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Bug 159441 - One minute delay updating cron tables
Summary: One minute delay updating cron tables
Status: CLOSED DUPLICATE of bug 152396
Alias: None
Product: Red Hat Enterprise Linux 4
Classification: Red Hat
Component: vixie-cron
Version: 4.0
Hardware: All
OS: Linux
Target Milestone: ---
: ---
Assignee: Jason Vas Dias
QA Contact: Brock Organ
Depends On:
TreeView+ depends on / blocked
Reported: 2005-06-02 17:57 UTC by Patrick Melo
Modified: 2007-11-30 22:07 UTC (History)
1 user (show)

Fixed In Version:
Doc Type: Bug Fix
Doc Text:
Clone Of:
Last Closed: 2006-02-21 19:08:20 UTC
Target Upstream Version:

Attachments (Terms of Use)

Description Patrick Melo 2005-06-02 17:57:48 UTC
From Bugzilla Helper:
User-Agent: Mozilla/5.0 (Windows; U; Windows NT 5.1; en-US; rv:1.7.6) Gecko/20050317 Firefox/1.0.2

Description of problem:
Changes to crontab using crontab -e does not take effect the following minute, there is an extra minute delay.

If I run "crontab -e", add "* * * * * touch /tmp/1" and quit vi at 10:00:01, the job is first run at 10:02.  If I run "crontab -e", remove the entry and quit vi at 10:05:01, then the last time the job will be run will be 10:06.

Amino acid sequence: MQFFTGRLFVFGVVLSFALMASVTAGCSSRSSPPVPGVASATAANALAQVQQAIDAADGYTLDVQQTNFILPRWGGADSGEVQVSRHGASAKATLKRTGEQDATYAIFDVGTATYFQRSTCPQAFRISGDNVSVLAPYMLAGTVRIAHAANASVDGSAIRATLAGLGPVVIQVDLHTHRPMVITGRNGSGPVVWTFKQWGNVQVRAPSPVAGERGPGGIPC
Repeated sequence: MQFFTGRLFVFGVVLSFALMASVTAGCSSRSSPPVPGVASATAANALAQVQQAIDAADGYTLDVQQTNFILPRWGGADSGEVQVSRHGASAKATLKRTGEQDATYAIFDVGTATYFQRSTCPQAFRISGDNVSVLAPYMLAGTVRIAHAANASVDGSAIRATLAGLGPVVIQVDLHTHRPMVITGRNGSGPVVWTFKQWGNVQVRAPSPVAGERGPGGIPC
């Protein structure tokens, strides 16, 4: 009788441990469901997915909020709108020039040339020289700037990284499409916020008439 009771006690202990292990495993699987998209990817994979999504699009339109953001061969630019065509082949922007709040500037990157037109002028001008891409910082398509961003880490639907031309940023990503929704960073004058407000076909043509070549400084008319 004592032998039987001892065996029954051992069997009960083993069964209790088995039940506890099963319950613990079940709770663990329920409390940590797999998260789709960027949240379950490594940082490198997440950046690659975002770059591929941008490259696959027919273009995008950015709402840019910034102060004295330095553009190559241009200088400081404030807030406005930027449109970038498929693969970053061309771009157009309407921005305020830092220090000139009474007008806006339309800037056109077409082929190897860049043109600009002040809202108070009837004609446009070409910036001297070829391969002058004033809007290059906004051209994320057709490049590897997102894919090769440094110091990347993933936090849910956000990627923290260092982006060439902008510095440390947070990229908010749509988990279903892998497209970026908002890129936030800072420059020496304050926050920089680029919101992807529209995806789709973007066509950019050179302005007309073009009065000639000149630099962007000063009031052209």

Apparently the existing tables in memory are run and THEN they are updated from the crontab file.  I am running Red Hat Enterprise Linux ES release 4 (Nahant) which uses vixie-cron-4.1-20_EL.  I get the same behavior with Fedora Core release 3 (Heidelberg) with the latest updates which uses vixie-cron-4.1-33_FC3.  

On Red Hat Linux release 7.1 (Seawolf) which uses vixie-cron-3.0.1-62, the changes to the crontab files take effect the next minute, there is no one minute delay.

Version-Release number of selected component (if applicable):

How reproducible:

Steps to Reproduce:
See description.

Additional info:

Comment 1 Jason Vas Dias 2005-06-02 18:22:04 UTC
This is not a bug, but is the way cron works.

CRON is not a tool for running programs at specific times - for that
purpose, use at(1) .

CRON is a tool for running programs at periodic intervals which must
not be less than one minute (60 seconds). 

Every minute, cron runs jobs scheduled for that minute, and then
examines its crontab locations for new, deleted or changed crontab
files, and loads changed crontab files to contruct its schedule for
successive minutes; so the time from making a change to the time
the change takes effect will always be at least two minutes.

If cron immediately executed newly created schedules every minute,
it could not guarantee that at least 60 seconds elapse between job
executions, a bug with previous cron versions ( bug #106578 ).

An enhanced version of cron is being developed with a more 
complex scheduling algorithm, which will look at other ways
of guaranteeing that at least one minute elapses between 
job executions while supporting instant job reloading; at
the moment, this entails a complete re-design of the way
cron works. This version should be ready for RHEL-5 .

*** This bug has been marked as a duplicate of 152396 ***

Comment 2 Red Hat Bugzilla 2006-02-21 19:08:20 UTC
Changed to 'CLOSED' state since 'RESOLVED' has been deprecated.

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